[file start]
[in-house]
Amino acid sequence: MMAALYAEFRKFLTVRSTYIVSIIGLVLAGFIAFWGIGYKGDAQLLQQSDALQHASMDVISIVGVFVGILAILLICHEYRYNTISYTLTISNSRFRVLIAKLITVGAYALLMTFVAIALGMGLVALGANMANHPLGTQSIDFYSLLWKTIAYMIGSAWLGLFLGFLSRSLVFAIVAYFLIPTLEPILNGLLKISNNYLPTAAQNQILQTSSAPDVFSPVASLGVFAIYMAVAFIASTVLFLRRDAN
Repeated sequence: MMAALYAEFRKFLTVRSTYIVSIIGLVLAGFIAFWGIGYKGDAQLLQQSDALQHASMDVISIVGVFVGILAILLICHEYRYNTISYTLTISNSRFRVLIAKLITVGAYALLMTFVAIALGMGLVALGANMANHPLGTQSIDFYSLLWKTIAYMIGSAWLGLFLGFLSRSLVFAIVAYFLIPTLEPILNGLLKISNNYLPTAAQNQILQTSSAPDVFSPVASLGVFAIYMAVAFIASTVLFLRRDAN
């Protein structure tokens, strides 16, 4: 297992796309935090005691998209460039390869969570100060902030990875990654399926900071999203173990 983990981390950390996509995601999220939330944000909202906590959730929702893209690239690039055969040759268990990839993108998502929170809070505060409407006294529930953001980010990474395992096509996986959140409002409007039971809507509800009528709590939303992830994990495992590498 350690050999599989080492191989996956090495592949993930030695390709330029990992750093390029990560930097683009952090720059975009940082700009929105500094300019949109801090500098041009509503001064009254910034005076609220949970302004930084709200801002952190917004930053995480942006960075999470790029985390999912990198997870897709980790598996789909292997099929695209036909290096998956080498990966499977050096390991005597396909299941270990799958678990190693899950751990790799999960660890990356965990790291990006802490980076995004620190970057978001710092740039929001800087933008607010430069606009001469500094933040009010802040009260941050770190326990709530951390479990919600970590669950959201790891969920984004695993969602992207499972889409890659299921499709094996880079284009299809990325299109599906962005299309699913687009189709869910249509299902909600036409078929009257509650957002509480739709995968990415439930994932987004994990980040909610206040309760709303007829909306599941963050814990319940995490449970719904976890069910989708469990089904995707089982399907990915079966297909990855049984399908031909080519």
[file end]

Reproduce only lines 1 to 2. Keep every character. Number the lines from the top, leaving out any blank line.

[in-house]
Amino acid sequence: MMAALYAEFRKFLTVRSTYIVSIIGLVLAGFIAFWGIGYKGDAQLLQQSDALQHASMDVISIVGVFVGILAILLICHEYRYNTISYTLTISNSRFRVLIAKLITVGAYALLMTFVAIALGMGLVALGANMANHPLGTQSIDFYSLLWKTIAYMIGSAWLGLFLGFLSRSLVFAIVAYFLIPTLEPILNGLLKISNNYLPTAAQNQILQTSSAPDVFSPVASLGVFAIYMAVAFIASTVLFLRRDAN